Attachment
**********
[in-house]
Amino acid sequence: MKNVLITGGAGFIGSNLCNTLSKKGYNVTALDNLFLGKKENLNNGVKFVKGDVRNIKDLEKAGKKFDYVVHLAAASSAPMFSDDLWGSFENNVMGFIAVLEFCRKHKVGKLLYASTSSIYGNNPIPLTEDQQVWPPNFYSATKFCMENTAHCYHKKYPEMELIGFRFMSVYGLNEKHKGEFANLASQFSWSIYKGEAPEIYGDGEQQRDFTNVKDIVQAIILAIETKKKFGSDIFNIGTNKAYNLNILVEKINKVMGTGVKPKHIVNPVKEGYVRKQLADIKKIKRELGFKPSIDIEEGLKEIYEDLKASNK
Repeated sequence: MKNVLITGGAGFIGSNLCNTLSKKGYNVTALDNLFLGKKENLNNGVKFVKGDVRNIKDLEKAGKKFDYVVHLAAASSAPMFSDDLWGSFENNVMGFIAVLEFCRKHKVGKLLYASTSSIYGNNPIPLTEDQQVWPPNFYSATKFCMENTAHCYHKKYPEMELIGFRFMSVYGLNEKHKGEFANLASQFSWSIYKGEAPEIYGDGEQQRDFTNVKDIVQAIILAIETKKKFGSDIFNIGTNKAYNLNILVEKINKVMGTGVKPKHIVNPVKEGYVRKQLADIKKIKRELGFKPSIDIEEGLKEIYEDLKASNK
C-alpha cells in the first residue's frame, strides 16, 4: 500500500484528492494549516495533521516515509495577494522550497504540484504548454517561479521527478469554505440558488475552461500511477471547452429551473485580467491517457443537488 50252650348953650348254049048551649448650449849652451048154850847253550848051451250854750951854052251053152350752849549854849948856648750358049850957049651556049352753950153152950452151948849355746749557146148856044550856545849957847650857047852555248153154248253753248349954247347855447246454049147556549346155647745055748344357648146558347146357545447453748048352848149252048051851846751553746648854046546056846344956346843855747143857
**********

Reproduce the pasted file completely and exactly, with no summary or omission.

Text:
[in-house]
Amino acid sequence: MKNVLITGGAGFIGSNLCNTLSKKGYNVTALDNLFLGKKENLNNGVKFVKGDVRNIKDLEKAGKKFDYVVHLAAASSAPMFSDDLWGSFENNVMGFIAVLEFCRKHKVGKLLYASTSSIYGNNPIPLTEDQQVWPPNFYSATKFCMENTAHCYHKKYPEMELIGFRFMSVYGLNEKHKGEFANLASQFSWSIYKGEAPEIYGDGEQQRDFTNVKDIVQAIILAIETKKKFGSDIFNIGTNKAYNLNILVEKINKVMGTGVKPKHIVNPVKEGYVRKQLADIKKIKRELGFKPSIDIEEGLKEIYEDLKASNK
Repeated sequence: MKNVLITGGAGFIGSNLCNTLSKKGYNVTALDNLFLGKKENLNNGVKFVKGDVRNIKDLEKAGKKFDYVVHLAAASSAPMFSDDLWGSFENNVMGFIAVLEFCRKHKVGKLLYASTSSIYGNNPIPLTEDQQVWPPNFYSATKFCMENTAHCYHKKYPEMELIGFRFMSVYGLNEKHKGEFANLASQFSWSIYKGEAPEIYGDGEQQRDFTNVKDIVQAIILAIETKKKFGSDIFNIGTNKAYNLNILVEKINKVMGTGVKPKHIVNPVKEGYVRKQLADIKKIKRELGFKPSIDIEEGLKEIYEDLKASNK
C-alpha cells in the first residue's frame, strides 16, 4: 500500500484528492494549516495533521516515509495577494522550497504540484504548454517561479521527478469554505440558488475552461500511477471547452429551473485580467491517457443537488 50252650348953650348254049048551649448650449849652451048154850847253550848051451250854750951854052251053152350752849549854849948856648750358049850957049651556049352753950153152950452151948849355746749557146148856044550856545849957847650857047852555248153154248253753248349954247347855447246454049147556549346155647745055748344357648146558347146357545447453748048352848149252048051851846751553746648854046546056846344956346843855747143857